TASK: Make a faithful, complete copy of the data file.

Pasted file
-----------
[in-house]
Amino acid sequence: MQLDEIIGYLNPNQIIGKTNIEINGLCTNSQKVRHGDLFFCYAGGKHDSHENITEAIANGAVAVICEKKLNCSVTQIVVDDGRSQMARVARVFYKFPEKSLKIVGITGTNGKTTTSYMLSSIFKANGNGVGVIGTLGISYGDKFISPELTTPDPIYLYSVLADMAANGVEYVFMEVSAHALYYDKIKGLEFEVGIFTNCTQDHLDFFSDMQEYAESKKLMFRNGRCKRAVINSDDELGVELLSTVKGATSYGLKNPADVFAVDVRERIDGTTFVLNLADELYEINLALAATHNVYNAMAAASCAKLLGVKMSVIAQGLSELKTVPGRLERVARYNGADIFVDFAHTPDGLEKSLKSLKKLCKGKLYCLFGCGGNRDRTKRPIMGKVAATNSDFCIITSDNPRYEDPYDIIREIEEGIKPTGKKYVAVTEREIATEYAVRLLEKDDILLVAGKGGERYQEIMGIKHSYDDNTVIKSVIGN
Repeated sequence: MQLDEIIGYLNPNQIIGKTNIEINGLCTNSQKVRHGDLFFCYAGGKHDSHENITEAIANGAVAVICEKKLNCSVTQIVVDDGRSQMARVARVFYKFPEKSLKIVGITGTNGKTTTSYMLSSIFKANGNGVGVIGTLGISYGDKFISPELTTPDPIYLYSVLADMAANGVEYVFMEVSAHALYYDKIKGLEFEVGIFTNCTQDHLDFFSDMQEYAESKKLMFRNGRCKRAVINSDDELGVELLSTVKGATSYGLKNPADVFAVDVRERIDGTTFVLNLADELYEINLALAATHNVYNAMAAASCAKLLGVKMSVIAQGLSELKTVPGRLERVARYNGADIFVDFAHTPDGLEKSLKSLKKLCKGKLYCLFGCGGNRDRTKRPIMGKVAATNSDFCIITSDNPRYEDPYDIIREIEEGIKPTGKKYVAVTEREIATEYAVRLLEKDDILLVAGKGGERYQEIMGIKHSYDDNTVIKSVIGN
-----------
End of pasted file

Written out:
[in-house]
Amino acid sequence: MQLDEIIGYLNPNQIIGKTNIEINGLCTNSQKVRHGDLFFCYAGGKHDSHENITEAIANGAVAVICEKKLNCSVTQIVVDDGRSQMARVARVFYKFPEKSLKIVGITGTNGKTTTSYMLSSIFKANGNGVGVIGTLGISYGDKFISPELTTPDPIYLYSVLADMAANGVEYVFMEVSAHALYYDKIKGLEFEVGIFTNCTQDHLDFFSDMQEYAESKKLMFRNGRCKRAVINSDDELGVELLSTVKGATSYGLKNPADVFAVDVRERIDGTTFVLNLADELYEINLALAATHNVYNAMAAASCAKLLGVKMSVIAQGLSELKTVPGRLERVARYNGADIFVDFAHTPDGLEKSLKSLKKLCKGKLYCLFGCGGNRDRTKRPIMGKVAATNSDFCIITSDNPRYEDPYDIIREIEEGIKPTGKKYVAVTEREIATEYAVRLLEKDDILLVAGKGGERYQEIMGIKHSYDDNTVIKSVIGN
Repeated sequence: MQLDEIIGYLNPNQIIGKTNIEINGLCTNSQKVRHGDLFFCYAGGKHDSHENITEAIANGAVAVICEKKLNCSVTQIVVDDGRSQMARVARVFYKFPEKSLKIVGITGTNGKTTTSYMLSSIFKANGNGVGVIGTLGISYGDKFISPELTTPDPIYLYSVLADMAANGVEYVFMEVSAHALYYDKIKGLEFEVGIFTNCTQDHLDFFSDMQEYAESKKLMFRNGRCKRAVINSDDELGVELLSTVKGATSYGLKNPADVFAVDVRERIDGTTFVLNLADELYEINLALAATHNVYNAMAAASCAKLLGVKMSVIAQGLSELKTVPGRLERVARYNGADIFVDFAHTPDGLEKSLKSLKKLCKGKLYCLFGCGGNRDRTKRPIMGKVAATNSDFCIITSDNPRYEDPYDIIREIEEGIKPTGKKYVAVTEREIATEYAVRLLEKDDILLVAGKGGERYQEIMGIKHSYDDNTVIKSVIGN